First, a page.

Explained: How dependent is India on Russian weapons?

Even as the most immediate impact of Russia’s invasion of Ukraine on India is the evacuation of thousands of Indian students who are stuck there, it is becoming clear there will be long-term implications too.

New Delhi has been trying to walk a fine line, negotiating its relationships with the United States and other Western nations on one side, and the historically deep and strategic ties with Russia on the other, even as its stand is becoming incrementally critical to Russia as its forces continue to fight in Ukrainian cities.

However, both the sanctions imposed by the United States and other countries on Russia, and how Russia views Delhi’s slowly shifting stand are going to have a long-term impact, most significantly on the decades old defence trade between the two.

How strong are Indian and Russian defence ties?

India was reliant, almost solely on the British, and other Western nations for its arms imports immediately after Independence. But this dependence weaned, and by the 1970s India was importing several weapons systems from the USSR, making it country’s largest defence importer for decades when it came to both basic and sophisticated weapons systems. In fact, it has provided some of the most sensitive and important weapons platforms that India has required from time to time including nuclear submarines, aircraft carriers, tanks, guns, fighter jets, and missiles.

According to several people, the defence trade, which remains significant, is one of the important causes why India has not taken a critical stand openly against Russia. However, India-Russian ties cannot be viewed only from that perspective.

The legacy of buying weapons from Russia has made India somewhat dependent on it, and even though India has tried to expand the base of countries from which it buys new military systems, Russian-origin weapons still have the lion’s share. According to one estimate, the share of Russian-origin weapons and platforms across Indian armed forces is as high as 85 per cent.

According to an April 2020 working paper published by Sameer Lalwani of the Stimson Center, along with other researchers, the “breadth of Russian-origin platforms in the Indian military—which our analysis suggests composes 85 percent of major Indian weapons systems rather than the 60 percent figure often cited—have created a ‘lock-in’ effect, while the depth of relative support to India’s technology base and strategic systems have engendered a relatively high degree of indebtedness and trust in key strategic circles.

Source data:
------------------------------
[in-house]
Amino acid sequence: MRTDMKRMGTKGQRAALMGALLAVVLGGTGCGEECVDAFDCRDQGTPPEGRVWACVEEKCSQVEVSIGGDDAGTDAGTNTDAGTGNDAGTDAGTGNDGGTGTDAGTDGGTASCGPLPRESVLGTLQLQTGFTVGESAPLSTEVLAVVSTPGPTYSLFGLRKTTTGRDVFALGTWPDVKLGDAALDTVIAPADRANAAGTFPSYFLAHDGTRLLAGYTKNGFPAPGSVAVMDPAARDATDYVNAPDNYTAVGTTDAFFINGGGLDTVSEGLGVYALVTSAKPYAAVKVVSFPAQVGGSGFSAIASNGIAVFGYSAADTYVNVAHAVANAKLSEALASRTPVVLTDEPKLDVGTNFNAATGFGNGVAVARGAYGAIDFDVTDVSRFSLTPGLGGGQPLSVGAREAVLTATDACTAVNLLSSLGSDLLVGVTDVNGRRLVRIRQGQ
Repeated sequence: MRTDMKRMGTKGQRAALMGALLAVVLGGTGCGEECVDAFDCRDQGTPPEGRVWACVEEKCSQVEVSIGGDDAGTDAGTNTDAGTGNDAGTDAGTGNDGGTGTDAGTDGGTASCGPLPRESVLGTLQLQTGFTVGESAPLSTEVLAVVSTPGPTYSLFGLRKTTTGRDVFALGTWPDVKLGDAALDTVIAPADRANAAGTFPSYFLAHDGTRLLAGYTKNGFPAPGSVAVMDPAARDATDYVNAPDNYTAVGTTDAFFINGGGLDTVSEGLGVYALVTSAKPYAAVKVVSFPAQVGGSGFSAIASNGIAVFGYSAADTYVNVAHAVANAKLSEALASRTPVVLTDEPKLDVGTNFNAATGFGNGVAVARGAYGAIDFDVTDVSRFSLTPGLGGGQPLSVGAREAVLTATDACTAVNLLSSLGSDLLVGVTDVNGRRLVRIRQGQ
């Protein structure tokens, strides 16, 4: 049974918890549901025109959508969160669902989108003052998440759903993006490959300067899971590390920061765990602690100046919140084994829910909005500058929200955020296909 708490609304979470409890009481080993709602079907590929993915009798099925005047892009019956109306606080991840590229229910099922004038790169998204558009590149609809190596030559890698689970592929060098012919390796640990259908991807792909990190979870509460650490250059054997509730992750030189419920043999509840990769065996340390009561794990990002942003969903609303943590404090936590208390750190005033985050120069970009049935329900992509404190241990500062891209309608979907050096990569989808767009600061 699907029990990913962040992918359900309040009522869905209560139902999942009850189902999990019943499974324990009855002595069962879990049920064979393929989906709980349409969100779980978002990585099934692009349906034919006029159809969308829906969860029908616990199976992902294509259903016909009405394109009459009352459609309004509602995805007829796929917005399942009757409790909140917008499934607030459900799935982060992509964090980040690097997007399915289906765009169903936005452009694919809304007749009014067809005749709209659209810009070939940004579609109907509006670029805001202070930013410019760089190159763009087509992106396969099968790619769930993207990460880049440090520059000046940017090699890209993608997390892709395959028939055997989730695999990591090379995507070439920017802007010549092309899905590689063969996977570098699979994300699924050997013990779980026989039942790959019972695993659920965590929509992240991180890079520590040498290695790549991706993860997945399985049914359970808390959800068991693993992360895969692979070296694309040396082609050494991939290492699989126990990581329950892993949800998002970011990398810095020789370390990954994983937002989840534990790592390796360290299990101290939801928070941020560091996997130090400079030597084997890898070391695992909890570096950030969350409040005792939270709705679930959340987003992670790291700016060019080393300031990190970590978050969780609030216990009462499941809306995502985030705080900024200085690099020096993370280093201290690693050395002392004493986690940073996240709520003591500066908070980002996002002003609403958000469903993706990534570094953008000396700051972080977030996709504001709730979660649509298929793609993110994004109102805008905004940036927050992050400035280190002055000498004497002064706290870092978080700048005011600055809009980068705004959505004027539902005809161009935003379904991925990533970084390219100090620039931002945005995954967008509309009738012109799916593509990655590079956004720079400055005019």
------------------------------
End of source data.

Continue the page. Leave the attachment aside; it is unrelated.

However, it added that the paper found “scant evidence that India’s extended arms collaboration and geopolitical relationship with Russia have led to a diffusion of strategic thinking that has directly or indirectly shaped military doctrine.”

A serviceman waves from a military truck parked in a street in Mykolaivka, Donetsk region, the territory controlled by pro-Russian militants, eastern Ukraine, Sunday, Feb. 27, 2022. (AP Photo)

What is the value of weapons India has bought from Russia?

Russia is the second largest arms exporter in the world, following only the United States. In the five-year period between 2016 and 2020 America’s share in the global arms trade was 37 per cent, compared to 20 per cent of Russia’s, as per the Stockholm International Peace Research Institute (SIPRI), which tracks the global arms trade and military expenditure.

For Russia, India is the largest importer, and for India, Russia the largest exporter when it comes to arms transfer. Between 2000 and 2020, Russia accounted for 66.5 per cent of India’s arms imports. Of the $53.85 billion spent by India during the period on arms imports, $35.82 billion went to Russia. During the same period imports from the US were worth $4.4 billion, and from Israel it was worth US$ 4.1 billion.

According to a SIPRI report on international arms transfer trends published in March 2021, between 2016 and 2020 Russia delivered major arms to 45 states. “India remained the main recipient of Russian arms in 2016–20, accounting for 23 per cent of the total, followed by China (18 per cent).

Russia’s share in Indian arms imports was down to about 50 per cent between 2016 and 2020, but it still remained the largest single importer. SIPRI noted that although “several large Russian arms deals with India, including for combat aircraft, were completed by 2020, India placed new orders for a variety of Russian arms in 2019–20. The ensuing deliveries will probably lead to an increase in Russian arms exports in the coming five years.”

What are the kinds of weapons Russia has given India?

Almost everything, over the years. At the moment there are two major defence deals between India and Russia that might be jeopardised by the current crisis. First, and most significant, is the deal to buy five units of the state-of-the-art S-400 Triumf air-defence system. It is among the most advanced in the world, and India placed an order for five units for around $5 billion in 2018. The first unit was delivered in December 2021, and has been deployed at an Indian Air Force base in Punjab.

The deal has been under the threat of American sanctions, even as the US had not decided on it yet. But the fresh round of sanctions on Russia could sound alarm bells for it.